Tuesday, October 2, 2007
Fall sick in Pennsylvania
It’s autumn in Southwestern Pennsylvania and time to welcome the whitetail deer into our vehicle headlights. This is deer rut season, when buck run their breeding competition for a suitable mate. The men deer lose all sense of their summer passiveness as they chase down a female to cuddle before the winter freeze arrives.
But sadly, this annual ritual leads to slaughter along unfenced highways, especially Interstate 70, where these animals succumb in large numbers to the steady flow of big rigs and cars that compete for the four-lane highway. The resulting deer blood bath is disgusting, one that should require a periodic wash-down of the highway to remove the carnage.
This is Pennsylvania, where it's too much to ask for a smile from the snuff-rubber behind the wheel of a rusting white Ford pickup truck who always flips me the bird for pulling onto I-70 and into his path to Greene County.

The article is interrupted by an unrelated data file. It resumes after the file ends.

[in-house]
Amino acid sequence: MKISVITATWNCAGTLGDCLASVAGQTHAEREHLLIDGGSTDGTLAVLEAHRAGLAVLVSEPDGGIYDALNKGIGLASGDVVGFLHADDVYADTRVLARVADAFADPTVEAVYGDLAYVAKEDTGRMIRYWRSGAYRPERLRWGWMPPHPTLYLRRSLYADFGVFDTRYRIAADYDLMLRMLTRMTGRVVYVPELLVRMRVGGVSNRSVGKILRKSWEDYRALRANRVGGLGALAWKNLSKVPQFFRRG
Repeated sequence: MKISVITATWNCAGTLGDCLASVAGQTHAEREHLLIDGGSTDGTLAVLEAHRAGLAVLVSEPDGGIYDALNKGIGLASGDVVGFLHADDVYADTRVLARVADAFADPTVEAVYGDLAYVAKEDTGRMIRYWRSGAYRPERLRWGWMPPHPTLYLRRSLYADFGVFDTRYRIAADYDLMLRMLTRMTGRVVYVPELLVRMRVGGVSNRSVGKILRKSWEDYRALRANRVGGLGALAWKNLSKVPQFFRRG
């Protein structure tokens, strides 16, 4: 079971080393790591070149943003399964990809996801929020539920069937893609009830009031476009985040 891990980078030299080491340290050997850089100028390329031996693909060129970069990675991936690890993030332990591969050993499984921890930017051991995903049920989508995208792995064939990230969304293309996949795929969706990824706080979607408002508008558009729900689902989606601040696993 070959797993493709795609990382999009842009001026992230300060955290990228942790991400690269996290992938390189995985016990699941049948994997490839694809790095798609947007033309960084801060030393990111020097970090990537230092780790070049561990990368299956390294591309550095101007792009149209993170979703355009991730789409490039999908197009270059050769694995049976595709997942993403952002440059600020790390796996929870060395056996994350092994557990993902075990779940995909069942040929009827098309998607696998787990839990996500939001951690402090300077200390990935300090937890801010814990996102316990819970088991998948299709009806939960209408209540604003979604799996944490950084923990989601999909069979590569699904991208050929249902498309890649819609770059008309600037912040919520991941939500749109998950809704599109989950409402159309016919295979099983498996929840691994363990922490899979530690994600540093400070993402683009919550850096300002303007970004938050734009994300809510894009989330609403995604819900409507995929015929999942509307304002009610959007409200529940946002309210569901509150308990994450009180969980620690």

If you are heading here to "oh and awe" over the tree leaves as they turn, each fall, to brilliant shades of red, yellow, orange and brown, consider bringing a barf bag if you follow I-70 to this neck of the woods.
(Caption: OK - that is not a whitetail deer in the leather postcard, above, dating to the late 1800s but you have to admit that it's cool.)